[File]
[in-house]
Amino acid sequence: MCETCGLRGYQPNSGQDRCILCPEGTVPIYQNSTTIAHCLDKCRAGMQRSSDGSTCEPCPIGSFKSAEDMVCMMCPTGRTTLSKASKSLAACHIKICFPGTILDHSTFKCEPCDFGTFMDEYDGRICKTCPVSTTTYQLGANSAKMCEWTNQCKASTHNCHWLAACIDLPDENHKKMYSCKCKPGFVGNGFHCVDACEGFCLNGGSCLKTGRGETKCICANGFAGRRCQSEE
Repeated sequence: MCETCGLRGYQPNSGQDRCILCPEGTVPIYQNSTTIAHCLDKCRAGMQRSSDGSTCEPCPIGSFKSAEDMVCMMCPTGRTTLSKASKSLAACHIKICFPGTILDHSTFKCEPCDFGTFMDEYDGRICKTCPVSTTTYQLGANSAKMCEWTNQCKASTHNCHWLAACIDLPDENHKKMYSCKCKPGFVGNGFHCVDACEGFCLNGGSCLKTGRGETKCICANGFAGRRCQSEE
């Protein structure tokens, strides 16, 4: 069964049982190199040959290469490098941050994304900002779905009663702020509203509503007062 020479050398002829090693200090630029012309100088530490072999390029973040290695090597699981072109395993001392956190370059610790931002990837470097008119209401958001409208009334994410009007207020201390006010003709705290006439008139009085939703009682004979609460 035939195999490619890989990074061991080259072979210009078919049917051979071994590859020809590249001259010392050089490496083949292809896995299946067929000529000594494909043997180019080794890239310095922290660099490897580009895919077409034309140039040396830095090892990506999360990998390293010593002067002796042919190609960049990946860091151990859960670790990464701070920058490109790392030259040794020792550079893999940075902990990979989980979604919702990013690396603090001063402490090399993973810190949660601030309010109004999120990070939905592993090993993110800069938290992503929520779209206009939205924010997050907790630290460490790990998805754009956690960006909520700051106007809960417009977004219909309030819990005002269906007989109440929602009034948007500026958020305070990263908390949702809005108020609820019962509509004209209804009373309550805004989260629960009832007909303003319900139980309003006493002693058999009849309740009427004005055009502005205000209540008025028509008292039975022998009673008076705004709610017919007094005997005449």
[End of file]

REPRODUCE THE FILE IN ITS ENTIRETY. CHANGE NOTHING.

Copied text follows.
[in-house]
Amino acid sequence: MCETCGLRGYQPNSGQDRCILCPEGTVPIYQNSTTIAHCLDKCRAGMQRSSDGSTCEPCPIGSFKSAEDMVCMMCPTGRTTLSKASKSLAACHIKICFPGTILDHSTFKCEPCDFGTFMDEYDGRICKTCPVSTTTYQLGANSAKMCEWTNQCKASTHNCHWLAACIDLPDENHKKMYSCKCKPGFVGNGFHCVDACEGFCLNGGSCLKTGRGETKCICANGFAGRRCQSEE
Repeated sequence: MCETCGLRGYQPNSGQDRCILCPEGTVPIYQNSTTIAHCLDKCRAGMQRSSDGSTCEPCPIGSFKSAEDMVCMMCPTGRTTLSKASKSLAACHIKICFPGTILDHSTFKCEPCDFGTFMDEYDGRICKTCPVSTTTYQLGANSAKMCEWTNQCKASTHNCHWLAACIDLPDENHKKMYSCKCKPGFVGNGFHCVDACEGFCLNGGSCLKTGRGETKCICANGFAGRRCQSEE
């Protein structure tokens, strides 16, 4: 069964049982190199040959290469490098941050994304900002779905009663702020509203509503007062 020479050398002829090693200090630029012309100088530490072999390029973040290695090597699981072109395993001392956190370059610790931002990837470097008119209401958001409208009334994410009007207020201390006010003709705290006439008139009085939703009682004979609460 035939195999490619890989990074061991080259072979210009078919049917051979071994590859020809590249001259010392050089490496083949292809896995299946067929000529000594494909043997180019080794890239310095922290660099490897580009895919077409034309140039040396830095090892990506999360990998390293010593002067002796042919190609960049990946860091151990859960670790990464701070920058490109790392030259040794020792550079893999940075902990990979989980979604919702990013690396603090001063402490090399993973810190949660601030309010109004999120990070939905592993090993993110800069938290992503929520779209206009939205924010997050907790630290460490790990998805754009956690960006909520700051106007809960417009977004219909309030819990005002269906007989109440929602009034948007500026958020305070990263908390949702809005108020609820019962509509004209209804009373309550805004989260629960009832007909303003319900139980309003006493002693058999009849309740009427004005055009502005205000209540008025028509008292039975022998009673008076705004709610017919007094005997005449």